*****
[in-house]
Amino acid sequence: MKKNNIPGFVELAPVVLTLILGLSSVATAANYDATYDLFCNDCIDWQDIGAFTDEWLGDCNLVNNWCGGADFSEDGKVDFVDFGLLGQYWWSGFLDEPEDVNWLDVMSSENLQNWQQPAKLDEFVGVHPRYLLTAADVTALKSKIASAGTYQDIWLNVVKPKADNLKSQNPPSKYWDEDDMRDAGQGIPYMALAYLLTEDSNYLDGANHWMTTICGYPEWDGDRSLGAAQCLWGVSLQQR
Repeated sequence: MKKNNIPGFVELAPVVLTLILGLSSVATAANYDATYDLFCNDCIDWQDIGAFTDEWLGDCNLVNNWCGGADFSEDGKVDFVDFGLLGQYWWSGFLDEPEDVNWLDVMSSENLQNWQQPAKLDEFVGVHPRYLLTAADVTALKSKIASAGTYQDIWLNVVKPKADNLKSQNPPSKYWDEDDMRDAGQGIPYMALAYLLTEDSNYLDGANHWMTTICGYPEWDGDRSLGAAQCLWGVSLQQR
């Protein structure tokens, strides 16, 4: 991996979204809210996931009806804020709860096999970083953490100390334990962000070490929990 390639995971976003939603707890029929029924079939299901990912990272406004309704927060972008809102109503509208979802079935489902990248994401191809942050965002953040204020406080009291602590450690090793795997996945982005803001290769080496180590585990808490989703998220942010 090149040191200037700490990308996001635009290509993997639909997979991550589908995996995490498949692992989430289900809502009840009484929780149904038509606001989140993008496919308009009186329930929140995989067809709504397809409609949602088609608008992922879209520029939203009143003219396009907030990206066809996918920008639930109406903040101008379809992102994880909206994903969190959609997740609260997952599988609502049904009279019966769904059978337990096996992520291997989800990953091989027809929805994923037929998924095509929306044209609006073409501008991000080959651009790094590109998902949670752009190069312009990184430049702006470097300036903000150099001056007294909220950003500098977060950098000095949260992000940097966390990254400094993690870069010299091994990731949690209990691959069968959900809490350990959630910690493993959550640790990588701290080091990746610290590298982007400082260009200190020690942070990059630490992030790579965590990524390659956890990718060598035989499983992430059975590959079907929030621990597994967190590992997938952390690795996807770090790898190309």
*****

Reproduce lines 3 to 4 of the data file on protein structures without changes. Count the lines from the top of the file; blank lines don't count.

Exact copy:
Repeated sequence: MKKNNIPGFVELAPVVLTLILGLSSVATAANYDATYDLFCNDCIDWQDIGAFTDEWLGDCNLVNNWCGGADFSEDGKVDFVDFGLLGQYWWSGFLDEPEDVNWLDVMSSENLQNWQQPAKLDEFVGVHPRYLLTAADVTALKSKIASAGTYQDIWLNVVKPKADNLKSQNPPSKYWDEDDMRDAGQGIPYMALAYLLTEDSNYLDGANHWMTTICGYPEWDGDRSLGAAQCLWGVSLQQR
């Protein structure tokens, strides 16, 4: 991996979204809210996931009806804020709860096999970083953490100390334990962000070490929990 390639995971976003939603707890029929029924079939299901990912990272406004309704927060972008809102109503509208979802079935489902990248994401191809942050965002953040204020406080009291602590450690090793795997996945982005803001290769080496180590585990808490989703998220942010 090149040191200037700490990308996001635009290509993997639909997979991550589908995996995490498949692992989430289900809502009840009484929780149904038509606001989140993008496919308009009186329930929140995989067809709504397809409609949602088609608008992922879209520029939203009143003219396009907030990206066809996918920008639930109406903040101008379809992102994880909206994903969190959609997740609260997952599988609502049904009279019966769904059978337990096996992520291997989800990953091989027809929805994923037929998924095509929306044209609006073409501008991000080959651009790094590109998902949670752009190069312009990184430049702006470097300036903000150099001056007294909220950003500098977060950098000095949260992000940097966390990254400094993690870069010299091994990731949690209990691959069968959900809490350990959630910690493993959550640790990588701290080091990746610290590298982007400082260009200190020690942070990059630490992030790579965590990524390659956890990718060598035989499983992430059975590959079907929030621990597994967190590992997938952390690795996807770090790898190309």